Jets’ Veteran OL Kendall Sparring With Contract Situation
Jets’ head coach Eric Mangini is not a man of many words. Anyone witnessing his briefings to the press can attest to that. To get a straight answer out of him is quite difficult, to say the least. He is from the Bill Pacells/Bill Belichick school, and it is hard to argue with success. Everyone on the beat knows that by now and works around it.
The situation with offensive lineman Pete Kendall is one that needs to be addressed, either it be in public or behind closed doors. The veteran guard would like his contract reworked, and may be a holdout once training camp opens up.
“What I’d say is with all contract matters, any of those discussions are private,” Mangini said on June 14. “I’d say in general our contracts, that situation, they’re entered into freely. There are concessions on both sides of any contract. That’s the nature of a contract.”
When asked if he was concerned if Kendall decides to holdout, Mangini said, “Really what I’m concerned about is today, this camp.”
Kendall addressed the media the same day and stated his case. “I had a conversation with Mike [Tannenbaum, Jets GM] two weeks ago and he said what I’m asking for is not unreasonable and he agrees that I’m underpaid. I think we have an agreement; we just don’t have a contract.”
Kendall has not committed to reporting for training camp, although he did show up for team workouts and mini-camp sessions. “I’m not prepared to say that right now,” he said in response to the question. “I haven’t decided definitely that I’ll be at camp. I guess I have to cross that bridge when I get there. What this does to the team is their consideration.”
In March, Kendall’s agent and Tannenbaum had a meeting where they seemingly came to an agreement. One contingent was that Kendall had to meet with Mangini, who told Kendall that he (Mangini) didn’t think of him as a player on the move. “I came down under the false impression assuming Eric and I were on the same page,” Kendall said.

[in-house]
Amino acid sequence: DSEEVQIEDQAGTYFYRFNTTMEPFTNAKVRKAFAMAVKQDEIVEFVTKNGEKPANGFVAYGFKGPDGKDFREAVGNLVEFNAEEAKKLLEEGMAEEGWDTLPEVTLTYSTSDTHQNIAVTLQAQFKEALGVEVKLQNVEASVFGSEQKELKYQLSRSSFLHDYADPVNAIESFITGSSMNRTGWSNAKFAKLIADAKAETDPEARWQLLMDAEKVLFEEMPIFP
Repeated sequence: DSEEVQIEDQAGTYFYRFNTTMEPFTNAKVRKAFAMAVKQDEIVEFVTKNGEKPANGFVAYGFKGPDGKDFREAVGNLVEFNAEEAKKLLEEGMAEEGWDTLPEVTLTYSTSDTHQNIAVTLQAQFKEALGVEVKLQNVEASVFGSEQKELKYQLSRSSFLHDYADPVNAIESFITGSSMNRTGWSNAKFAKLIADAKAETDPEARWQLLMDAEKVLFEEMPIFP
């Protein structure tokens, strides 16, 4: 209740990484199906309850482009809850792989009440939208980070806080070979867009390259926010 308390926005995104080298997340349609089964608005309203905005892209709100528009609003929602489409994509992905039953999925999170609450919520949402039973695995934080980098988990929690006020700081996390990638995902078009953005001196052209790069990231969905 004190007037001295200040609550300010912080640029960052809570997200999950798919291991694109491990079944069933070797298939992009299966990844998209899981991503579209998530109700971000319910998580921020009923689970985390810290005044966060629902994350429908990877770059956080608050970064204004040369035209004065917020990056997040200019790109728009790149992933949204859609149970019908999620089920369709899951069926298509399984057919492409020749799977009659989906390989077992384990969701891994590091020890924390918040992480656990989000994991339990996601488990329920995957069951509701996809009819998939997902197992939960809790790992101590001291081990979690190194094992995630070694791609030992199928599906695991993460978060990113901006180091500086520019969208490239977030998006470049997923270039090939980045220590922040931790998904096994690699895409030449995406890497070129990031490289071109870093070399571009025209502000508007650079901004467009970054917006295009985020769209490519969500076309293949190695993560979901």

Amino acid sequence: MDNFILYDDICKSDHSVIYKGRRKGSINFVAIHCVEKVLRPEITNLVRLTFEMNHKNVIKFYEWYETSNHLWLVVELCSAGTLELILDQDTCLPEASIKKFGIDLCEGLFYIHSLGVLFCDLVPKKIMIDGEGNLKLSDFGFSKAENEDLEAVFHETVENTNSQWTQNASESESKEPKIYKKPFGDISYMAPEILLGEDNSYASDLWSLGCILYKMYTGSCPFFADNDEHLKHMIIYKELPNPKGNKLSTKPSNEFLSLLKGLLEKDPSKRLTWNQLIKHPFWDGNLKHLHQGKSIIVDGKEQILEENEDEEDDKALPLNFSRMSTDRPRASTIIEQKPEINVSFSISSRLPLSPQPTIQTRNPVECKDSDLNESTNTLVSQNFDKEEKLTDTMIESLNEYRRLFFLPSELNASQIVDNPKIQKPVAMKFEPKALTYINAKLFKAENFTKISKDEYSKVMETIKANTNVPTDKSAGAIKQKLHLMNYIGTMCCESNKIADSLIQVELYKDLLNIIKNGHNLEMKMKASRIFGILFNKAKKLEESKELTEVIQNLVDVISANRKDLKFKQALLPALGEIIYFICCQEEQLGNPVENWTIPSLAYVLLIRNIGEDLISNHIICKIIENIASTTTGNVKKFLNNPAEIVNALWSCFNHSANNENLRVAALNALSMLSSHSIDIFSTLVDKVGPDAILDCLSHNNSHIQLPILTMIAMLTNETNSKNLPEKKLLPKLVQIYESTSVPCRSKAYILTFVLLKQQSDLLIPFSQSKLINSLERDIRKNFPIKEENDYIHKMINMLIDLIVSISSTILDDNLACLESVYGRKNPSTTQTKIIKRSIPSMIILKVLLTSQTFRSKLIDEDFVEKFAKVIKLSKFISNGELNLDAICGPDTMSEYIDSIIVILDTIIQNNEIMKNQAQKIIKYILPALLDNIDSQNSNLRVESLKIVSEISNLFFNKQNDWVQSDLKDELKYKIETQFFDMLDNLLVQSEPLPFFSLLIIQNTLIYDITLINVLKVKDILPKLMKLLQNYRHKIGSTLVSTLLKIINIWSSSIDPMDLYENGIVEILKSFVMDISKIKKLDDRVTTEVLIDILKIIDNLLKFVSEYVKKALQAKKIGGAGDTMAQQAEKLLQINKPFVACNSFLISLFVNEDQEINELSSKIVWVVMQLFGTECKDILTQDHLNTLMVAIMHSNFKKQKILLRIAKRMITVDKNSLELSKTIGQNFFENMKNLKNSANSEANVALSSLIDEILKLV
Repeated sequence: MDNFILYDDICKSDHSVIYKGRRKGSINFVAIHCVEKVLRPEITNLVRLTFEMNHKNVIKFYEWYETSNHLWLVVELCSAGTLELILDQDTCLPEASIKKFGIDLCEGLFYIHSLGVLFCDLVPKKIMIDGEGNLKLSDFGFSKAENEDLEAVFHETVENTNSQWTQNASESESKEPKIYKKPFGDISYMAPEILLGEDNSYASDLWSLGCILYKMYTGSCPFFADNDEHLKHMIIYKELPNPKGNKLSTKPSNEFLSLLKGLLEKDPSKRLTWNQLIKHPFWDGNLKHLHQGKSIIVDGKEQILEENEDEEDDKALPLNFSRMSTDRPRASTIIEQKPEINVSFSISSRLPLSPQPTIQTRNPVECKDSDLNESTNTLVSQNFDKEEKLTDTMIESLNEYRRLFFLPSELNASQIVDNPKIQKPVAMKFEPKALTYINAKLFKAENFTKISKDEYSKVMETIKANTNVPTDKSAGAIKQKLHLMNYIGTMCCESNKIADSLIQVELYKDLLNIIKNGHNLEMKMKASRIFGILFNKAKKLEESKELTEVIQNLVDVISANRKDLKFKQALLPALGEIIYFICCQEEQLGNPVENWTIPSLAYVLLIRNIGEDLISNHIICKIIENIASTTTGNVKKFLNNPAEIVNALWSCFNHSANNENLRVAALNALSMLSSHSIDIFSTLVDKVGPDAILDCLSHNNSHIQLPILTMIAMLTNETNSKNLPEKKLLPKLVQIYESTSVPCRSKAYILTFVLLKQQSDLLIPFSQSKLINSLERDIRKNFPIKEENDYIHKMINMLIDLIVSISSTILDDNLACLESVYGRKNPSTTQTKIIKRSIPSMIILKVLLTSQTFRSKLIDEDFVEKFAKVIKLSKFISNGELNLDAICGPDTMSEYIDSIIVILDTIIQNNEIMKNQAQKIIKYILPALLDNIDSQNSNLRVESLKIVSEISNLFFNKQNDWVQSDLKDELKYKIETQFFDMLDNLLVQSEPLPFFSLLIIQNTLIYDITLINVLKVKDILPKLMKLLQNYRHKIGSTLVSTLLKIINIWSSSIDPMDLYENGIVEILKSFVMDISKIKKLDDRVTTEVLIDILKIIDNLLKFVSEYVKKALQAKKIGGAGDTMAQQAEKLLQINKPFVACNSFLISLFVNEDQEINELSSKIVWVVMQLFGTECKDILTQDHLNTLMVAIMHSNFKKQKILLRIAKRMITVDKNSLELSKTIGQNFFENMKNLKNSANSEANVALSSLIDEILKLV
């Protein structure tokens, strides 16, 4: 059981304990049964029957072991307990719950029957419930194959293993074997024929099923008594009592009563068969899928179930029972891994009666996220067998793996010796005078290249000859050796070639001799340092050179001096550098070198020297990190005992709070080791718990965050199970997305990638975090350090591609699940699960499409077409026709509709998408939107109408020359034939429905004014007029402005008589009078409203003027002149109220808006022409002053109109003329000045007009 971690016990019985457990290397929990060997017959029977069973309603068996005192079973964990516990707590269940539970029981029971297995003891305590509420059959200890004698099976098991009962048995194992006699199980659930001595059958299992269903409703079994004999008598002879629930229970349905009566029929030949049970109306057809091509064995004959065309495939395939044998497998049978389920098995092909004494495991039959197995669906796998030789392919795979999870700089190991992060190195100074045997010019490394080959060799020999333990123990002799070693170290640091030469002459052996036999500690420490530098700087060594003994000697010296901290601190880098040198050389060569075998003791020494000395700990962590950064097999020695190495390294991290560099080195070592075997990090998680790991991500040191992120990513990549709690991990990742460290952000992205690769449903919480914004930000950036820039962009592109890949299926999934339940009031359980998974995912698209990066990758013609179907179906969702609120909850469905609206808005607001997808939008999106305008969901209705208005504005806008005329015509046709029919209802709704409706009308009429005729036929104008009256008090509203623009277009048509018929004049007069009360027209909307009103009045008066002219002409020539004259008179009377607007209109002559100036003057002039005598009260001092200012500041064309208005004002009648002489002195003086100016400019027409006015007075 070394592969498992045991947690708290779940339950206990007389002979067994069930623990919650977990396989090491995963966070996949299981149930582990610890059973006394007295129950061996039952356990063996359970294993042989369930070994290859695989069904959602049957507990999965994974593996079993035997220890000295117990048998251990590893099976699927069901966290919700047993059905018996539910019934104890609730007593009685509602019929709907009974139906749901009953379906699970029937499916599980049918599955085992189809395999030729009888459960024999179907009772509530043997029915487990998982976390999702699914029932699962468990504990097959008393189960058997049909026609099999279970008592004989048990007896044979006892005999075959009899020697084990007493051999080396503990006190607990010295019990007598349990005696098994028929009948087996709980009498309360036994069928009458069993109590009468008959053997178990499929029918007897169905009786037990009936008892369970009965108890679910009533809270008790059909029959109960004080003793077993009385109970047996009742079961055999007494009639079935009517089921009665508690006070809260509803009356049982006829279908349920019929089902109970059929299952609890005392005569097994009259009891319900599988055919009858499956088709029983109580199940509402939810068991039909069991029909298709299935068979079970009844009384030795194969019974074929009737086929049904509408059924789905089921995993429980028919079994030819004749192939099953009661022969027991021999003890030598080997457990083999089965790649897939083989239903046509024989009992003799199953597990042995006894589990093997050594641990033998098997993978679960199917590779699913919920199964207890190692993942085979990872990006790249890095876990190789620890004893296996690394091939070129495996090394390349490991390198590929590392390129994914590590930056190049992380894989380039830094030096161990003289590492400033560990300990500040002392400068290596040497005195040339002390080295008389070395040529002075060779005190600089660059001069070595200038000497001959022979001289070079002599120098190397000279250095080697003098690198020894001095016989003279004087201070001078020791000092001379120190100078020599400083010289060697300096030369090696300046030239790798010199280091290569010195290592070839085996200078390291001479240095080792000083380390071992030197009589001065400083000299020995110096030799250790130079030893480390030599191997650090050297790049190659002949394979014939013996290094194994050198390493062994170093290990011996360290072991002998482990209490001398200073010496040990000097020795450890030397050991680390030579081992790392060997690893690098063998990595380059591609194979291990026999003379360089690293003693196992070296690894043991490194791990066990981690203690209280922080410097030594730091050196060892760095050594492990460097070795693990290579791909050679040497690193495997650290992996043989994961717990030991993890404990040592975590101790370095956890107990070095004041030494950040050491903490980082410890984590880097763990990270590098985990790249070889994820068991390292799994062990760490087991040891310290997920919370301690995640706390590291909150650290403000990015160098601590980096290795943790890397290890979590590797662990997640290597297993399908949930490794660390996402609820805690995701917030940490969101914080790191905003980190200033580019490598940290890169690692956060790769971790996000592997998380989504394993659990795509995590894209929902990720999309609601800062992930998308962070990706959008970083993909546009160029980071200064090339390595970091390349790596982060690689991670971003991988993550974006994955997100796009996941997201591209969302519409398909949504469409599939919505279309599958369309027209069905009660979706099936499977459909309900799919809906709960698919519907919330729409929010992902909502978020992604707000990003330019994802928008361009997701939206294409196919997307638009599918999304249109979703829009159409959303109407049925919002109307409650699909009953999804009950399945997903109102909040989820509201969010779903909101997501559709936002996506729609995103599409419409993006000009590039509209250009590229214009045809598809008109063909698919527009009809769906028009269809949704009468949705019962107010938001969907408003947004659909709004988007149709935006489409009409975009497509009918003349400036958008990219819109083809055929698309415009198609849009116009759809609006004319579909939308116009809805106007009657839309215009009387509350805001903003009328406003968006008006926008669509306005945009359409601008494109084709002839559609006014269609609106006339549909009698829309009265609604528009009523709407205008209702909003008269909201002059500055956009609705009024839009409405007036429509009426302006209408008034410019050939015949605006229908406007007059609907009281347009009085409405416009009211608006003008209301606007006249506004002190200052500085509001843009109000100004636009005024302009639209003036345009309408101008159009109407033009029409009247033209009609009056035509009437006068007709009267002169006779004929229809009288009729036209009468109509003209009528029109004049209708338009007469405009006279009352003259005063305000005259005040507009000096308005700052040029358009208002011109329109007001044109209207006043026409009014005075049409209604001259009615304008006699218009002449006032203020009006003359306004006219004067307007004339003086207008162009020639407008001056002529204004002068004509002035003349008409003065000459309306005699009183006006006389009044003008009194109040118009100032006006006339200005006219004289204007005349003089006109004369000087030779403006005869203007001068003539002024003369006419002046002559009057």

Kendall feels that there is some miscommunication between Mangini and Tannenbaum concerning him. “I have no idea if they are on the same page or not so I wouldn’t even care to speculate if there is a problem between the two of them,” said Kendall.
There is no denying what Kendall brings to the table. He is a 12-year warrior in the trenches and was a big part of last season’s success on the offensive line. He played in between two rookies, D’Brickashaw Ferguson and Nick Mangold. Right now at guard, the Jets have Adrien Clarke and Brandon Moore. Other offensive lineman that can play both guard and tackle are Na’Shan Goddard, Wade Smith, and rookies Jacob Bender, Dominic Moran, Robert Turner and Andrew Wicker.
Experience on the line is important. Kendall started 15 games a year ago and that is not easy to replace. With a young line and a new number one running back (Thomas Jones, offseason trade with the Chicago Bears), a stud guard would look good for a team hoping to go far.
June 28, 2007 12:28 PM Eastern
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